Bankruptcy can offer struggling small business owners options to stay afloat or to close a business expeditiously. But not every business entity can file, or benefit from, each bankruptcy type. The following are a few of the options available:
Because a poor choice can negatively affect a debtor's personal finances or subject the debtor to litigation, be sure to consult with a bankruptcy lawyer experienced in filing small business cases.
If you're the sole proprietor of your business, you and the company are essentially the same, and all of your financials—both personal and business—will be part of the bankruptcy filing. You'll provide bank statements, profit and loss statements, tax returns, and other documents for yourself and the business.
A sole proprietor typically uses Chapter 7 after a business closure (but not always—more below). The benefit to the filer can be substantial because Chapter 7 will discharge (erase) both qualifying business and personal debts, thereby genuinely giving the debtor a fresh start. Unlike a Chapter 11 or 13 filing, Chapter 7 doesn't require creditor repayment. And it's fast, taking three to four months to complete.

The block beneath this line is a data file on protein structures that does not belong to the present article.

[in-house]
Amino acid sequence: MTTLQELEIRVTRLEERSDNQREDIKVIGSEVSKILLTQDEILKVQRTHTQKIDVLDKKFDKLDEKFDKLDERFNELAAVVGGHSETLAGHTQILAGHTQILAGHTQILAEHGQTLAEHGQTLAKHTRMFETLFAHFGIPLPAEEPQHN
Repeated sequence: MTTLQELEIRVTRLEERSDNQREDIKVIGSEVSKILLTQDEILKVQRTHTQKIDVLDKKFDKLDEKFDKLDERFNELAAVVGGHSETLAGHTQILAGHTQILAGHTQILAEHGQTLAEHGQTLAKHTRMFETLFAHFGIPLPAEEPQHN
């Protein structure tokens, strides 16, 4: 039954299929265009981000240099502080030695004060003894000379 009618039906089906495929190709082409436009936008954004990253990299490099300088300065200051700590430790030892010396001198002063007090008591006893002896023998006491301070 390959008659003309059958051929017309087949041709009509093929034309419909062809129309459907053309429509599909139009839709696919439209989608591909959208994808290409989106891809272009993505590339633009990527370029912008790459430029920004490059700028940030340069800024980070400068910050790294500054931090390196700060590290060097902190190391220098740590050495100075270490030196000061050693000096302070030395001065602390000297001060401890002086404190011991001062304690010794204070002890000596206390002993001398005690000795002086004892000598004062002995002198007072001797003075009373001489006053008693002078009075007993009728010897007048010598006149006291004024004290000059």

The downside is that all business and personal property become part of the bankruptcy estate. But you won't lose everything. Bankruptcy law allows you to keep "exempt" assets in Chapter 7, such as some equity in a home and car, household goods, a retirement account, clothing, and a small amount of the equipment needed in your profession. The Chapter 7 bankruptcy trustee sells assets that aren't protected by an exemption and distributes the proceeds to creditors.
The downside? A filer with a sizable estate could lose property in Chapter 7—including the actual business if it's a company with valuable assets and the trustee was able to find a willing buyer. So if you own an attractive ongoing operation that you can't protect (try a wildcard exemption), you could lose it in Chapter 7.